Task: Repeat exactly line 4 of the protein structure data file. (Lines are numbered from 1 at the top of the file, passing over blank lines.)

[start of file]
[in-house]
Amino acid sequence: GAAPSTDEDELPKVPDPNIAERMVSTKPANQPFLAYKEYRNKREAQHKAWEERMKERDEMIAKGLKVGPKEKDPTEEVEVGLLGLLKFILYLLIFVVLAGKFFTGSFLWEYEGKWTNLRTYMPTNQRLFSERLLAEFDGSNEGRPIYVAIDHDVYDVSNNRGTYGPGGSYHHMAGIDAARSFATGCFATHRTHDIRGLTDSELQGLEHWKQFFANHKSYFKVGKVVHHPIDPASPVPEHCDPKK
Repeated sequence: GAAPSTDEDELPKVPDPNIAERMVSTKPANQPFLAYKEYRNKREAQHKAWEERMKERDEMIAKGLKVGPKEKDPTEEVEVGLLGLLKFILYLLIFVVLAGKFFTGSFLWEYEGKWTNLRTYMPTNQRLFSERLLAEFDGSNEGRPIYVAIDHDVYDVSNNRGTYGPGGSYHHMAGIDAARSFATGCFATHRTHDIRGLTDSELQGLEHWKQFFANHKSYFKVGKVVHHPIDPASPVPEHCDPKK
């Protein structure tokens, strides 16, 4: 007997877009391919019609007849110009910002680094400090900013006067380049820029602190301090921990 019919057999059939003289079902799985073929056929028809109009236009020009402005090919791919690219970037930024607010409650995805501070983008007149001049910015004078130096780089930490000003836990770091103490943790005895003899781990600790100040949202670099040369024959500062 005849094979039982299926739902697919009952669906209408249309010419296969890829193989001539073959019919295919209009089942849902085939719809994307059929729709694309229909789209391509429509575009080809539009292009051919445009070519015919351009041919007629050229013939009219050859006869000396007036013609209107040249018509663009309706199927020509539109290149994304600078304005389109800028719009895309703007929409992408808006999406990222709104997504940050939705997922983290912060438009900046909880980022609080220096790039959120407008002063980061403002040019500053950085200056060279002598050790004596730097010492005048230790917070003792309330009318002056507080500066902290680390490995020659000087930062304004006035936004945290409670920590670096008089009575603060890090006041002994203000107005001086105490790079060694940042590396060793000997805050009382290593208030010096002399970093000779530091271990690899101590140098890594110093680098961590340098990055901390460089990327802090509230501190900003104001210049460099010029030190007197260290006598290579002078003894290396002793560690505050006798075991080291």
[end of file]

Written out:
């Protein structure tokens, strides 16, 4: 007997877009391919019609007849110009910002680094400090900013006067380049820029602190301090921990 019919057999059939003289079902799985073929056929028809109009236009020009402005090919791919690219970037930024607010409650995805501070983008007149001049910015004078130096780089930490000003836990770091103490943790005895003899781990600790100040949202670099040369024959500062 005849094979039982299926739902697919009952669906209408249309010419296969890829193989001539073959019919295919209009089942849902085939719809994307059929729709694309229909789209391509429509575009080809539009292009051919445009070519015919351009041919007629050229013939009219050859006869000396007036013609209107040249018509663009309706199927020509539109290149994304600078304005389109800028719009895309703007929409992408808006999406990222709104997504940050939705997922983290912060438009900046909880980022609080220096790039959120407008002063980061403002040019500053950085200056060279002598050790004596730097010492005048230790917070003792309330009318002056507080500066902290680390490995020659000087930062304004006035936004945290409670920590670096008089009575603060890090006041002994203000107005001086105490790079060694940042590396060793000997805050009382290593208030010096002399970093000779530091271990690899101590140098890594110093680098961590340098990055901390460089990327802090509230501190900003104001210049460099010029030190007197260290006598290579002078003894290396002793560690505050006798075991080291």